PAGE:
Eric Lear enlisted on 17/5/16. Prior to enlistment he was serving with the senior cadets at Carlton and according to his enlistment papers he held a commission in his unit. There are also forms in his file indicating that prior to enlistment he applied and was recommended for a commission in the AIF. This was in February 1916. However, he left Australia (3/6/16) with rank of driver, in the  3rd Divisional Train and was not promoted to the rank of sergeant until June 1917.

When he enlisted in Melbourne, Driver Lear was 24 yo and single. However, he married – Annie Lear – before he embarked for overseas. His wife’s address was South Yarra. His occupation was given as clerk in the Federal Public Service. He gave his religion as Church of England. There are other references in his file which show that he had been a student at Wesley College and that he had been a ‘scholarship’ student. His family also spoke of his sporting – cricket and rowing – prowess.

As indicated, Eric Lear married just before embarking for overseas service. In his file there is a communication written on behalf of his wife which highlights the way that such women had to come to terms with the real possibility that the husband would be killed. The letter was written by Rev J T Lawton, the Presbyterian clergyman at South Yarra, the church where the wife worshipped.

Mrs. Lear, a member of my congregation, desires me to request that you will be good enough to notify me in case of death of her husband

No. 10966 E. N. Lear
1st Co
22 A.S.C
3rd Div. Train

and to prevent any mistake such instruction might be inserted on his attestation sheet.

The letter also pointed out that the husband had probably given his religion as Church of England [he had]. Hence the need to adjust the record to reflect the wife’s wishes. The requested changes were made.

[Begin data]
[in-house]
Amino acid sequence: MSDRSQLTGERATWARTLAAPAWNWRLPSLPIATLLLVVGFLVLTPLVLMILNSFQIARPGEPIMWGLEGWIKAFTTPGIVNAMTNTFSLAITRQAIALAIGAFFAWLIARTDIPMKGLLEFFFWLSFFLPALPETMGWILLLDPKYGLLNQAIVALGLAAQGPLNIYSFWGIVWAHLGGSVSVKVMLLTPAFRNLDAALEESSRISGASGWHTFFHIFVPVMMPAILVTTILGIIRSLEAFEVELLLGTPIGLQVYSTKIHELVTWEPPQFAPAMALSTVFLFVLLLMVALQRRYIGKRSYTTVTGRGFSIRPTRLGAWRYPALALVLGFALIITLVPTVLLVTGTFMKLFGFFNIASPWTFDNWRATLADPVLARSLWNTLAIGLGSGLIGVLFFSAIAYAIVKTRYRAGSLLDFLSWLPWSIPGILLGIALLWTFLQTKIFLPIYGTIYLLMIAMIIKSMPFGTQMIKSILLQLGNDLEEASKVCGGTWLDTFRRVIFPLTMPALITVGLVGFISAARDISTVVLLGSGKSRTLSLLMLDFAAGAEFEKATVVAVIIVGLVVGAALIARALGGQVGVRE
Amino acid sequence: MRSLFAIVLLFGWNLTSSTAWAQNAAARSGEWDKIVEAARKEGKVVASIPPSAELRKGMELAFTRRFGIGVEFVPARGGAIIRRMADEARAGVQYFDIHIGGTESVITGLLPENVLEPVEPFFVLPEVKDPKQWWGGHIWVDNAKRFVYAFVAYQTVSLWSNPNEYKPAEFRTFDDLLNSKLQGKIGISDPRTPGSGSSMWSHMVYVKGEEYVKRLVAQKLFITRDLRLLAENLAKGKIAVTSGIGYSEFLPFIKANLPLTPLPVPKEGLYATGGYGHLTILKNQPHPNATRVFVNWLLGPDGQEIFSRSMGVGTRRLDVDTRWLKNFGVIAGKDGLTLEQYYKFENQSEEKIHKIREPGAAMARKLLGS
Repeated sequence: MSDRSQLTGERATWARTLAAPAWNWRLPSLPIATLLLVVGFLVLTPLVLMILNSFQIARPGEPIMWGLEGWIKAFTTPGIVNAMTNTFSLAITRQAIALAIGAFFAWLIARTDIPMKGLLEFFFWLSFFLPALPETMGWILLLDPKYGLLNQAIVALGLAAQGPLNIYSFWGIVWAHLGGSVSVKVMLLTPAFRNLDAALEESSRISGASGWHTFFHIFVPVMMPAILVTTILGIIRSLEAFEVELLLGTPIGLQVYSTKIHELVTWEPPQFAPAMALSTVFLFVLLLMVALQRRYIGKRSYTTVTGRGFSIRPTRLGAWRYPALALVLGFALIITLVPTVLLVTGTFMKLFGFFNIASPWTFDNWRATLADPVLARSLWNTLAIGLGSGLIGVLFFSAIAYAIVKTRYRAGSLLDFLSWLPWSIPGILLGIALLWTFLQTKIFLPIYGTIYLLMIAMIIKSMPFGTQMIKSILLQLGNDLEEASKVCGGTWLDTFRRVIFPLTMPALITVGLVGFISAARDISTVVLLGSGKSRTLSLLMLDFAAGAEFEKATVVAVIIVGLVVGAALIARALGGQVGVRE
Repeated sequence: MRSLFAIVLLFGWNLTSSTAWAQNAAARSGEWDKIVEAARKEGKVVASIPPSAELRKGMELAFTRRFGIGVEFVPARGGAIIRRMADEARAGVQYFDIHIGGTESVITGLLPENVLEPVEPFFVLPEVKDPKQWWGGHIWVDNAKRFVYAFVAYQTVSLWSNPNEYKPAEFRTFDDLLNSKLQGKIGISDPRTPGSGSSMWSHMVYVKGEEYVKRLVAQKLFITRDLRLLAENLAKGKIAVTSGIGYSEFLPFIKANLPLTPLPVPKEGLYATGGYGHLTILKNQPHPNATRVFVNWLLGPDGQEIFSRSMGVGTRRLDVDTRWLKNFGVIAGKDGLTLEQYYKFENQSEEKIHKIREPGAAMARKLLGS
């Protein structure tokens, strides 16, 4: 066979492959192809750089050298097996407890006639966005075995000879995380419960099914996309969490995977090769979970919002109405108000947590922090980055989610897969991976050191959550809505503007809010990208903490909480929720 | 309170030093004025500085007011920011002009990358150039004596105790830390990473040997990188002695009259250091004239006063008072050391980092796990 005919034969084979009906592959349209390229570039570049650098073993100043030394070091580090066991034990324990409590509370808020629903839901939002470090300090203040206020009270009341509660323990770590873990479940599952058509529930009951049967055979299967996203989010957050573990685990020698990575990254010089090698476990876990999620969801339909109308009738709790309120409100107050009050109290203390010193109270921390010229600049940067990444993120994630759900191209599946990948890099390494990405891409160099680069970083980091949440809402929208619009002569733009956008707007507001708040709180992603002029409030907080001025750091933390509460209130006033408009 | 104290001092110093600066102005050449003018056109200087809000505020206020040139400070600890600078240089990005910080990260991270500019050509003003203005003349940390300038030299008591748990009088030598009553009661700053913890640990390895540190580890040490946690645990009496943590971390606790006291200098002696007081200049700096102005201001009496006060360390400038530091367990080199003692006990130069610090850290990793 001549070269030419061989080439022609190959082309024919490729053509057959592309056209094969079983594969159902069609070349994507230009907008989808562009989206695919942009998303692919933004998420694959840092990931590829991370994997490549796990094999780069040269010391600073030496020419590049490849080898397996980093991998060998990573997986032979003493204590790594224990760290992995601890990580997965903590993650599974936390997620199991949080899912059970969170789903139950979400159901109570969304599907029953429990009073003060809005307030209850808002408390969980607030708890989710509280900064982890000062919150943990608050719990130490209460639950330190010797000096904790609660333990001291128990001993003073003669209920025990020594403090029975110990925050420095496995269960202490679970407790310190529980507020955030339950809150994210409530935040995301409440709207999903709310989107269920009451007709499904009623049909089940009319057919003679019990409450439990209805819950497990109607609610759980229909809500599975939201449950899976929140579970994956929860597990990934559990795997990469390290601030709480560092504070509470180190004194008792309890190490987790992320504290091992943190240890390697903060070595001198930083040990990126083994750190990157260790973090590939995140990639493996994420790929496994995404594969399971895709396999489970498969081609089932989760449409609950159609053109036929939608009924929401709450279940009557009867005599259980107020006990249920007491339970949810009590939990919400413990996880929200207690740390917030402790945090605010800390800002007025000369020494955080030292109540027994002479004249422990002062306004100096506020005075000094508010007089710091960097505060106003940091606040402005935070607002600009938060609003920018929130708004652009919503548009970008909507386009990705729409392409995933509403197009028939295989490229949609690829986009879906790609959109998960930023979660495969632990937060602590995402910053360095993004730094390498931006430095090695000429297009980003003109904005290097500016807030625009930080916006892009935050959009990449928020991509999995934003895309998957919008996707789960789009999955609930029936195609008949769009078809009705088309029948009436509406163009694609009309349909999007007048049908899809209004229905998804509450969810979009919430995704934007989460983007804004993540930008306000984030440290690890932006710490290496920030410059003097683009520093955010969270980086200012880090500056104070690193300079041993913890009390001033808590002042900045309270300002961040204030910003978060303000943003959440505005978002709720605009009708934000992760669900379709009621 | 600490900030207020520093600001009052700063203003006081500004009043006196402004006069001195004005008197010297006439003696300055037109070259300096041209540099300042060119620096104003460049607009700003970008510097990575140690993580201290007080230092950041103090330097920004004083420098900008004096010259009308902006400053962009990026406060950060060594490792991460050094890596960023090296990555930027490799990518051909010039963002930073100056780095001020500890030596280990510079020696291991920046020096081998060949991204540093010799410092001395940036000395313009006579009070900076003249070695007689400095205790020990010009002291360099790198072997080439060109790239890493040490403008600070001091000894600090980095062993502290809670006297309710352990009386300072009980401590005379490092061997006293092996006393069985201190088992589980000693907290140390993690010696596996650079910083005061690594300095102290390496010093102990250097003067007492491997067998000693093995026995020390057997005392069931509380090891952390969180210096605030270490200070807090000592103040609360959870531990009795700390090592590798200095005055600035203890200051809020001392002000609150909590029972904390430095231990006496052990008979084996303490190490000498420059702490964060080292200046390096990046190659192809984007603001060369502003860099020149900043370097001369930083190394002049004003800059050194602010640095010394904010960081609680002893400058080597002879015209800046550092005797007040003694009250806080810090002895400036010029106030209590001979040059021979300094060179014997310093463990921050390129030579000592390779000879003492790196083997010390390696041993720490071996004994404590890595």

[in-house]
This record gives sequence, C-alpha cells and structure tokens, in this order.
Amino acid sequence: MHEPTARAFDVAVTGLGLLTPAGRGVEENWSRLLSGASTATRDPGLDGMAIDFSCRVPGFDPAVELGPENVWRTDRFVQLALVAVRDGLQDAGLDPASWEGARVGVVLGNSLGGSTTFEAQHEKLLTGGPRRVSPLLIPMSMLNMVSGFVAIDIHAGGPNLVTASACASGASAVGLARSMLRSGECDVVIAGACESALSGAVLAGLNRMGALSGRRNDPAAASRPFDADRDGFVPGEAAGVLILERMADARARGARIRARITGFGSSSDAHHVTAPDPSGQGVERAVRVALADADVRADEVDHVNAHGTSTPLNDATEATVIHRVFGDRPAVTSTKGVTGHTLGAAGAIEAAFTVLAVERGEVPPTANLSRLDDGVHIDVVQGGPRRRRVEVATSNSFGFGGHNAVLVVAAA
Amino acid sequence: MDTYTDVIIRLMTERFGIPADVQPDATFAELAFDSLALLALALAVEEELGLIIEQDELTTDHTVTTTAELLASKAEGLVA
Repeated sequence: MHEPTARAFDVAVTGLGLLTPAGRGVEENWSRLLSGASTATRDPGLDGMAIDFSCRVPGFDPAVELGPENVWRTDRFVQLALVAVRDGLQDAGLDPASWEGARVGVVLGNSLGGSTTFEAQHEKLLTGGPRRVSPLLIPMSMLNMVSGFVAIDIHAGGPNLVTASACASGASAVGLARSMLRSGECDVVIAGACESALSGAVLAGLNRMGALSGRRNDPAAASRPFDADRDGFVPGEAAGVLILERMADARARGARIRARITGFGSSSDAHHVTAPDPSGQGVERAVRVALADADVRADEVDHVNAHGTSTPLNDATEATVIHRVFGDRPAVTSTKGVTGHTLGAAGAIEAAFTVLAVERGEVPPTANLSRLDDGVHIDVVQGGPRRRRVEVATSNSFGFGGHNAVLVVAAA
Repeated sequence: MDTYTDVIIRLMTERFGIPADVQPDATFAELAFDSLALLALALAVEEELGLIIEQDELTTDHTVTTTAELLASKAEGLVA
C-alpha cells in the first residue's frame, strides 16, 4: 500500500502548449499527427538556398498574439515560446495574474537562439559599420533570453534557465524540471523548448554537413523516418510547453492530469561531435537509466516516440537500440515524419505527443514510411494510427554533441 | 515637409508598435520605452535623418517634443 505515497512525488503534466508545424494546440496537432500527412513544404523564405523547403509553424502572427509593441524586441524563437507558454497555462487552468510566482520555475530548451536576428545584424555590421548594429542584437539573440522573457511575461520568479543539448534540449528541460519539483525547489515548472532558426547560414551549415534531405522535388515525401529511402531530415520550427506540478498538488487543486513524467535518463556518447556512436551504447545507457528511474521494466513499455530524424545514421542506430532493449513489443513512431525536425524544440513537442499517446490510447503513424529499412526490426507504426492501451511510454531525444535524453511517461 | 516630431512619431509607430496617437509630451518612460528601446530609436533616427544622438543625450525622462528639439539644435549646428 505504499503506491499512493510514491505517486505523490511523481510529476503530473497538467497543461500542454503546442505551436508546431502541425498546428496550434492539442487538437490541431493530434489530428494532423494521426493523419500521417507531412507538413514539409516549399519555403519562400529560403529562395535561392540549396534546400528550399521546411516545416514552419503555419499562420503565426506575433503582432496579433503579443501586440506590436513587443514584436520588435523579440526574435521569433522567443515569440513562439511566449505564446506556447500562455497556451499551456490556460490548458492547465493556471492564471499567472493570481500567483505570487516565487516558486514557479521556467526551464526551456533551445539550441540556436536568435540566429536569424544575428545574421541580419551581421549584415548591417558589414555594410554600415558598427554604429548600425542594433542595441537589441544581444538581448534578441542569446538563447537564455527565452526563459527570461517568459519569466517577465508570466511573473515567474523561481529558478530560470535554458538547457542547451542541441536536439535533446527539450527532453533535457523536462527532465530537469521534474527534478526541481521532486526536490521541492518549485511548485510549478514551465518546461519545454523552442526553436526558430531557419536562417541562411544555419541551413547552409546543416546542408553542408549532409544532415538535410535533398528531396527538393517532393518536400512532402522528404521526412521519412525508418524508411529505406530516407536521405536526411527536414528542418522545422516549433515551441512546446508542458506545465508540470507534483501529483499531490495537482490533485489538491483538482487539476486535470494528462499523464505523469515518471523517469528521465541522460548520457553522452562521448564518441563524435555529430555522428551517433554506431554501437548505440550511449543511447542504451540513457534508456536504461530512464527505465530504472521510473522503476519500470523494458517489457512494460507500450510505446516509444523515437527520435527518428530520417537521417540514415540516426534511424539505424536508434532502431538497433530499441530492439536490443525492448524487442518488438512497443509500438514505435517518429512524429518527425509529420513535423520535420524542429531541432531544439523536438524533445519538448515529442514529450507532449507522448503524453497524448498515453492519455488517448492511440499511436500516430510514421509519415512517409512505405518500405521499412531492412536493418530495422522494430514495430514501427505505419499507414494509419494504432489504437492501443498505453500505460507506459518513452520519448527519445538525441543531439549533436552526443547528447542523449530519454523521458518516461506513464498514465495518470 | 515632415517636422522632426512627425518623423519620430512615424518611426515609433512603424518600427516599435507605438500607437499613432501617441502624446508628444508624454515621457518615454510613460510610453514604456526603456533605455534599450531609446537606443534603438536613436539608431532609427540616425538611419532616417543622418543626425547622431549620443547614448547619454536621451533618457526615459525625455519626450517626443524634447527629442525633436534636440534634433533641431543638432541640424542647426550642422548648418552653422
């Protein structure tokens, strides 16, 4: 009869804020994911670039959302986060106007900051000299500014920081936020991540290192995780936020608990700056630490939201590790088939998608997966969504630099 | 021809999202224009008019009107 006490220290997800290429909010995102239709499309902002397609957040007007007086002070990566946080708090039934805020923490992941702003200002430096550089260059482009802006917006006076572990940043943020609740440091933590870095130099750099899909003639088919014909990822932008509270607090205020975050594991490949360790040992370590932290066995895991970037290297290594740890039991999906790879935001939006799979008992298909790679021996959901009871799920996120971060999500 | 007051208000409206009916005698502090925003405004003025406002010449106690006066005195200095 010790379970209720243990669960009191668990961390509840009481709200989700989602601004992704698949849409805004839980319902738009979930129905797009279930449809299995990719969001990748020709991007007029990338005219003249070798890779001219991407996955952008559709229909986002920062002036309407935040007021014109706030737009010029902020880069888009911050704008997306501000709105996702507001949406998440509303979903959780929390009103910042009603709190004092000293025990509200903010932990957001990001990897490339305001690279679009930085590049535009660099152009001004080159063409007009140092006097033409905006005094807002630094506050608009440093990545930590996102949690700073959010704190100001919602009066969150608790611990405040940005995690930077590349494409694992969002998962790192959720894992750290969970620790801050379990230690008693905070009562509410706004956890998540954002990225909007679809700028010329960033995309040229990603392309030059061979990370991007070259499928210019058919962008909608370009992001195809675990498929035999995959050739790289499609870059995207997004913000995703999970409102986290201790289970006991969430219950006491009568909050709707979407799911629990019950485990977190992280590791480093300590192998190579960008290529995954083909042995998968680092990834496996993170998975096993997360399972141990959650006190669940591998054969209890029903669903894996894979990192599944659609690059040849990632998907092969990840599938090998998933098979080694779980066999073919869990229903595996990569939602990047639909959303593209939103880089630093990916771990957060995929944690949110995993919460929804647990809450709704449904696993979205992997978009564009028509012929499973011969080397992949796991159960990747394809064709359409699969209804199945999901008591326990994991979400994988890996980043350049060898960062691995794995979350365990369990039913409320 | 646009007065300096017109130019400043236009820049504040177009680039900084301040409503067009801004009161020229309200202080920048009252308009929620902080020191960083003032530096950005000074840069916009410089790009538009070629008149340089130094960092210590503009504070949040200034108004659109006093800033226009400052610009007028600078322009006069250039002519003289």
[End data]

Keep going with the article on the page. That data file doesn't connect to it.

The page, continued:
Driver Lear reached England in July 1917 and after further training eventually proceeded overseas to France in February 1917. By this time he held the rank of sergeant. In France, the 3rd Divisional Train was responsible for ensuring the movement of supplies to the front line. At the time the 2 basic modes of transport were the ‘trench tramways’ and ‘pack transport’, with mules. The latter was a more dangerous proposition because the mules were used to carry the essential supplies closer to the front line. There is no Red Cross report for Sgt. Lear but the relevant unit diary – Supplies & Transport, 3rd Australian Divisional Train – indicates that on 15/7/17 Sgt. Lear was detached to serve with pack transport. This was in the general area of Messines. The same diary records his death over the period 23-25 July:

No. 10966, Sgt. Lear, E. N., admitted to No. 2 A.C.C.S., 24-7-17, suffering from G.S.W

and

No. 10966, Sgt. Lear, E.N., died of wounds at No. 2 A.C.C.S., 24-7-17, and struck off N.C.O’s., supernumerary strength.